Nokia just published their Q2 2010 financial results, and as always it’s a lot to take in since they provide an amazing amount of statistics. Let’s go through the most important figures:
Nokia had $10 billion worth of sales this quarter. That’s up 1% compared to the same quarter last year, and up 5% from the previous quarter. Of those $10 billion, Devices and Services net sales were $6.8 billion, up 3% year on year, and up 2% from the previous quarter. Reported profits come in at 295 million EUR, down 31% from a year ago, and down 40% from last quarter.
Nokia shipped 111.1 million devices, up 8% year on year, and up 3% from last quarter. Of those 111.1 million devices, 24 million were smartphones. That’s up 42% year on year, and up 12% from last quarter. The average price of all the mobile phones Nokia sold was 61 EUR, down from 62 EUR in Q1 2010, and down from 64 EUR in the same quarter last year. The average price of a feature phone sold was 39 EUR, and that’s 5% down compared to this time last year, and the same price it was in Q1 2010. The average price of a smartphone sold is 143 EUR, down 21% from the same quarter last year, and down 8% from last quarter.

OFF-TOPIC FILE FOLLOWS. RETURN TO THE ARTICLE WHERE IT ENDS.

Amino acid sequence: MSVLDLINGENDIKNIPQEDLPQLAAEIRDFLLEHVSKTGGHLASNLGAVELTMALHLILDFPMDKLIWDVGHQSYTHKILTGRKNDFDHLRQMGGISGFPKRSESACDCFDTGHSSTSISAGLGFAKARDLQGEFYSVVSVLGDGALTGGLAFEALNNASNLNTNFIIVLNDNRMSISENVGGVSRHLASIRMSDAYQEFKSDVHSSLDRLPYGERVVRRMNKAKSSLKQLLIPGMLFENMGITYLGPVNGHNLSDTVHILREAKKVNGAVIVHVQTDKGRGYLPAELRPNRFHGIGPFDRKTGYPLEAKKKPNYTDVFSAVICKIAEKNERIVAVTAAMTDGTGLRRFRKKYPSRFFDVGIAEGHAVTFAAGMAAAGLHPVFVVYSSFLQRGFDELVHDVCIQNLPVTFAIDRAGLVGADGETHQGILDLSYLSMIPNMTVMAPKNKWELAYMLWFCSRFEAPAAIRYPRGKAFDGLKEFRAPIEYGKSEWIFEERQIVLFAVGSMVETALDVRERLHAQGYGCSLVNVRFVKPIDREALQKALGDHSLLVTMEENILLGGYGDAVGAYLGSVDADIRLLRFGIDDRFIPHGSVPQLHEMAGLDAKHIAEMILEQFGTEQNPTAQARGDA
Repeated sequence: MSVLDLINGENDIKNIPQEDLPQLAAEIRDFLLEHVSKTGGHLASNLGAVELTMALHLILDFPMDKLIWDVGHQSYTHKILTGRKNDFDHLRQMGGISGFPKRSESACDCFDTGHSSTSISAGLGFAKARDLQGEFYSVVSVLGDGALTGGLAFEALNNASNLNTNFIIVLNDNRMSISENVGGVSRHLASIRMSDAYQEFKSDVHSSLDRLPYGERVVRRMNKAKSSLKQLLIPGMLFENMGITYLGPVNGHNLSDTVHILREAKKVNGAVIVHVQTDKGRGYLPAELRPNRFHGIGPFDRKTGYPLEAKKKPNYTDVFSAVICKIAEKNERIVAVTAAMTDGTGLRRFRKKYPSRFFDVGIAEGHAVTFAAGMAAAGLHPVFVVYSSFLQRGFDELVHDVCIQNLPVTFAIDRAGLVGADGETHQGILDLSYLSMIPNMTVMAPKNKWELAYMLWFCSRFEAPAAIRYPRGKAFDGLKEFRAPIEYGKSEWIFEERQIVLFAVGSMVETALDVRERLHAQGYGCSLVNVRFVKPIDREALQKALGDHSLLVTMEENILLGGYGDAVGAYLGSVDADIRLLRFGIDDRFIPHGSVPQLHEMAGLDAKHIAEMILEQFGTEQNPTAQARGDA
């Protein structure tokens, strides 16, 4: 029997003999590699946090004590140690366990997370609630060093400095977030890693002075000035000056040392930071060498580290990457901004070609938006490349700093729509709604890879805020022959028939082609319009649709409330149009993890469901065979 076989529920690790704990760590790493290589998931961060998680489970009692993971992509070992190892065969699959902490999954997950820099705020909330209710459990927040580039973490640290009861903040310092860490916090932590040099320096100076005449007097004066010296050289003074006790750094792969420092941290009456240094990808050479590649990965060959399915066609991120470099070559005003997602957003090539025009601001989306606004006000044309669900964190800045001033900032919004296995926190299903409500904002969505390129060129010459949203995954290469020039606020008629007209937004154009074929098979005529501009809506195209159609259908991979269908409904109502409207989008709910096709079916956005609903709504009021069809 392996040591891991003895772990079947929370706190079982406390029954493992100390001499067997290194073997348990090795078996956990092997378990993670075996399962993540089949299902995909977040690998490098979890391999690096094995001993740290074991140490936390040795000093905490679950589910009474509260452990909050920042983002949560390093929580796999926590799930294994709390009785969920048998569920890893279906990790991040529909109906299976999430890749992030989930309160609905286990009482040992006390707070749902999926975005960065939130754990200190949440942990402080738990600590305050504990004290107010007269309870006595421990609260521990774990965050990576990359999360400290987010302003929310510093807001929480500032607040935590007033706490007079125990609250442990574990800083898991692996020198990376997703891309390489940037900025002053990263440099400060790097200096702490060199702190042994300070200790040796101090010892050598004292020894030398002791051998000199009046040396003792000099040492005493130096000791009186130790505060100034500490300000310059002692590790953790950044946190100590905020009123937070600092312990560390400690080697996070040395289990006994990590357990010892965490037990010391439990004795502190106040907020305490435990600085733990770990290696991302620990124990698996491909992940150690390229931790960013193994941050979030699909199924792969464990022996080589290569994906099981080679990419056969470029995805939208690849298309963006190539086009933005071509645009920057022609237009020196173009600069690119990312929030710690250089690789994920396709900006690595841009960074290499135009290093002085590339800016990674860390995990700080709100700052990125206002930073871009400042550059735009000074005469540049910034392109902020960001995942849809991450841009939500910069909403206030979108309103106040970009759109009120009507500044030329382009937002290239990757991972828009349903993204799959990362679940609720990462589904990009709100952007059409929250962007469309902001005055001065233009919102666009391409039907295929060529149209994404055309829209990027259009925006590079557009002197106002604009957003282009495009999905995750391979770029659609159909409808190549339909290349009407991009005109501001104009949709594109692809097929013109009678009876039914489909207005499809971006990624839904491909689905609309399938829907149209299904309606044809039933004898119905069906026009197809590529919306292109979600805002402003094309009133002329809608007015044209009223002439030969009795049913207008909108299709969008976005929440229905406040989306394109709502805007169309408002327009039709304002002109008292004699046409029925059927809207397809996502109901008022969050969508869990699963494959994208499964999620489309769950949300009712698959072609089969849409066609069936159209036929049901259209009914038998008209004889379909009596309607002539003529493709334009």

Nokia estimates that 338 million mobile phones were shipped in Q2 2010, up 14% year on year and 5% compared to last quarter. That brings Nokia’s market share down to 33%, unchanged from the previous quarter, but down compared to the 35% share year on year. Nokia also estimates that 59 million smartphones shipped this quarter, up from 41 million a year ago, and from 52.6 million last quarter. Using those figures, Nokia’s share in the smartphone space is now 41%, same as it was last quarter, and same as it was a year ago.
Sales in Europe (by volume) are up 9% compared to last quarter, and up 12% compared to the same quarter a year ago. Sales in the Middle East and Africa, traditionally Nokia’s most awesome territory, are down 5% compared to last quarter, but up 11% year on year.
Margins continue to slip for the Devices and Services group, down to 9.5%, compared to 12.5% in the previous quarter and 11.6% a year ago. Nokia’s expectations for 2010 are flat device sales by volume, and lower value share compared to 2009.
An investor call is due to take place in less than 2 hours. Any new information from that call, or from analyst reports published somewhere else, will be added to the bottom of this blog post if something juicy turns up. This blogger is waiting to hear news about the CEO (pictured above) and when he’ll finally step down.